Tag Archive for Britain

Four years on, are we still the Britain of Danny Boyle’s Olympic ceremony?

The national story of Danny Boyle's opening ceremony for the London 2012 Olympics still unites us, even after a bruising and divisive four years in British politics, writes Sunder Katwala

Will Scotland decide the future of the UK again?

The General Election in Scotland this year is probably the least predictable the nation has ever seen – and the contest in the 59 Scottish constituencies could play a significant role in deciding who governs Britain.

2014: reviewing a year when identity mattered

2014 was a year when national identities mattered. Here is a round-up of the key events, with links to British Future's main contributions to public debates.

New study finds strong appetite for learning WW1 history

A new study by British Future shows that the media, government and public bodies have set the right tone for the First World War centenary, and an appetite remains to learn more about Britain’s history.

Scotland has spoken – will England respond?

Scotland thought seriously about whether to end the United Kingdom - and chose to mend and save it instead. England must also now find its voice, writes Sunder Katwala.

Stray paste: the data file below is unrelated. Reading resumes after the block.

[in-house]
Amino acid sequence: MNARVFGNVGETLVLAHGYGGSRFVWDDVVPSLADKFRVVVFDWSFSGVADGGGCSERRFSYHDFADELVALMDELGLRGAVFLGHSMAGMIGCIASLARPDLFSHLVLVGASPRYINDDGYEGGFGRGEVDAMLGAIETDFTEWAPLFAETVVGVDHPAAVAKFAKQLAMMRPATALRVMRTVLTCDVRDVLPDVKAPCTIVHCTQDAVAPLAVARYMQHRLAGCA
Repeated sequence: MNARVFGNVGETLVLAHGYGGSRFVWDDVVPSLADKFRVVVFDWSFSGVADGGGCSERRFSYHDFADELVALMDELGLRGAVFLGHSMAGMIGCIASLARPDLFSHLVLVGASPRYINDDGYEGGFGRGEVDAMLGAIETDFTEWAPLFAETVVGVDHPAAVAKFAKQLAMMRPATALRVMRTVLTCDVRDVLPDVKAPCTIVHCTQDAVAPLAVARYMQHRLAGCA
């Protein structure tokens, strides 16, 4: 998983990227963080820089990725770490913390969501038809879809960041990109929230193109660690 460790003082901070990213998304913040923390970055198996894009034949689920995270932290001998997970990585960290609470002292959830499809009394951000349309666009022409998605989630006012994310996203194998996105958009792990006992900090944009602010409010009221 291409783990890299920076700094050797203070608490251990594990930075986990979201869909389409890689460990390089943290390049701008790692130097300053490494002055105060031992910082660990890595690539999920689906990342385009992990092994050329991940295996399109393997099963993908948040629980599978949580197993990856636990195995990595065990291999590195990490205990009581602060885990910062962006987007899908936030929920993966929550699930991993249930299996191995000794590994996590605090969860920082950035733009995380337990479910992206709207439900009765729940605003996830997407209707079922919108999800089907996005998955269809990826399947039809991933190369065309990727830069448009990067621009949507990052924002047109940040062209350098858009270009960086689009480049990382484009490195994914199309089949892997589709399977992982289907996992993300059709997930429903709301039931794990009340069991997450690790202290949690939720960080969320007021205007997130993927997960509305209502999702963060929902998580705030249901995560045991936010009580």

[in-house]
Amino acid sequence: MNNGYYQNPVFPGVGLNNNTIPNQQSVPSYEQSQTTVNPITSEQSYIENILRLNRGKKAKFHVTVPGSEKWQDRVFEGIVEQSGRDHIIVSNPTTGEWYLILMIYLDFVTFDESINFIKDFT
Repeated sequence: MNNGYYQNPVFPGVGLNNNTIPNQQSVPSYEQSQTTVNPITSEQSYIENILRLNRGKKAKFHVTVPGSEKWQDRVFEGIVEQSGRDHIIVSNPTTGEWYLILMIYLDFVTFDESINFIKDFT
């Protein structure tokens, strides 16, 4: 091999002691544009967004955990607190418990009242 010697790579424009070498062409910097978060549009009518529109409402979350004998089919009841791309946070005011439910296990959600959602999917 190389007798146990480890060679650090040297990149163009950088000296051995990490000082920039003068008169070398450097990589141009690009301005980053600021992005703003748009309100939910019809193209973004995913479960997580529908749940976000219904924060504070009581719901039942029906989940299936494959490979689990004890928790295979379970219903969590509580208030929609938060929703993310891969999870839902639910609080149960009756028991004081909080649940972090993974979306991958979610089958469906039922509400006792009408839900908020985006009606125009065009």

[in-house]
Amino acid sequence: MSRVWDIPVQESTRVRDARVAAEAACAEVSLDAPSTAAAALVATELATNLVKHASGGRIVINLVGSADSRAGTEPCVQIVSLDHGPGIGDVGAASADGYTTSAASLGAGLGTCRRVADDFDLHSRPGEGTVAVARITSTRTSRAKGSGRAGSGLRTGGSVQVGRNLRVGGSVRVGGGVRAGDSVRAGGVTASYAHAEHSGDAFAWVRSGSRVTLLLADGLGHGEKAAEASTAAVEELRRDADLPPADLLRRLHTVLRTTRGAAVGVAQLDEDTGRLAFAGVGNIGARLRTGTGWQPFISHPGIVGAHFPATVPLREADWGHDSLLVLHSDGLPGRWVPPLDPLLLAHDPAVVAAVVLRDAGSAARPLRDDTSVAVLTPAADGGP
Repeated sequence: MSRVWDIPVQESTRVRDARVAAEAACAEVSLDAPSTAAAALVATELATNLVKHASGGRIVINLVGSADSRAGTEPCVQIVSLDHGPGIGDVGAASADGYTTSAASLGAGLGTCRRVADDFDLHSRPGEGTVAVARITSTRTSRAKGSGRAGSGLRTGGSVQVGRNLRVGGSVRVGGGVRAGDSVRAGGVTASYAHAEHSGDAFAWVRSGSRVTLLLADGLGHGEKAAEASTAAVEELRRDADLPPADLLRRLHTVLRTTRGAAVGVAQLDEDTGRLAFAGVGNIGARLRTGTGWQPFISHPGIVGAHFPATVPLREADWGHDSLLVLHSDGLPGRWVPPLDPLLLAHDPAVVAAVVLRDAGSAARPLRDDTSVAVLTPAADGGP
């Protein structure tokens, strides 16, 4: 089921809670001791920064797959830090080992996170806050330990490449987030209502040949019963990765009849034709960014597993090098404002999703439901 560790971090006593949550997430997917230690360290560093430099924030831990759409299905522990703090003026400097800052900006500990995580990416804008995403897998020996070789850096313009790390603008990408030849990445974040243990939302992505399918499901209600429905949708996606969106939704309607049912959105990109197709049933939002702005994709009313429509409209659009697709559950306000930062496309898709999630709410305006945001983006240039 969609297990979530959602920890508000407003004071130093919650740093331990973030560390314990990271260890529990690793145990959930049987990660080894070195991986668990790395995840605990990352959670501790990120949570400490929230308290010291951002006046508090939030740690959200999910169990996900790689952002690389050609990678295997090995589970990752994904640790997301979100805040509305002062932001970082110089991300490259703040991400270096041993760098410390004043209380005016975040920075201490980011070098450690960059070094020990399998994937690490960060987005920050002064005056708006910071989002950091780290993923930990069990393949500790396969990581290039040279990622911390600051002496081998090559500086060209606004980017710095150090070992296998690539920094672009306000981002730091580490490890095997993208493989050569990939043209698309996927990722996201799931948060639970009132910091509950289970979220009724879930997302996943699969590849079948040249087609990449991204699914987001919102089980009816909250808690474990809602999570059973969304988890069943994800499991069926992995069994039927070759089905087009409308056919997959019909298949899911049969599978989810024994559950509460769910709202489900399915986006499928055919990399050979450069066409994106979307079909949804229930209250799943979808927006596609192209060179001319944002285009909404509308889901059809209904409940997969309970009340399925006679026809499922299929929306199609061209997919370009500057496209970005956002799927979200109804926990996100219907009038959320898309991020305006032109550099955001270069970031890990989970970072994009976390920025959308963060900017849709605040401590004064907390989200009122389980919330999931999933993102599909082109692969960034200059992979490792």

Scotland: Five reasons the No campaign should (just about) win in the end

The referendum in Scotland is shaping up to be a nail-biter. Scotland will, quite rightly, get whatever the majority of Scots want. While the margin will be tighter than many expected, writes Sunder Katwala, that still looks like the Union.

Public “baffled” students included in government’s migration targets

The British public do not see international students studying in the UK as “immigrants”, and do not want the number coming here reduced, even if this would make it harder to reduce overall immigration numbers, according to new research by Universities UK and British Future, writes Joe Cryer.

‘Blood Swept Lands and Seas of Red’ – WW1 Commemoration

The installation ‘Blood Swept Lands and Seas of Red’, designed by ceramic artist Paul Cummins, which commemorates those fallen during the First World War already covers a huge swathe of the Tower of London’s dry moat, writes Joe Cryer.

Immigration and the BSA: reaching the ‘pragmatic middle’

Cultural polarisation over attitudes to immigration could generate long-term political headaches for politicians who adopt a tough anti-immigration agenda in search of public support, writes Sunder Katwala.

Northern Ireland quietly opens heart to mixed relationships

More couples are bridging the Protestant-Catholic divide than ever before, but many remain unwilling to talk about it, writes Jemimah Steinfeld.

VIDEO: Stephen Goss, Northern Ireland

"I'm somewhat unusual in that I come from a Catholic nationalist background, but I'm British and very much a Unionist," says Stephen Goss from Belfast.

“Festival of Englishness” explores our national identity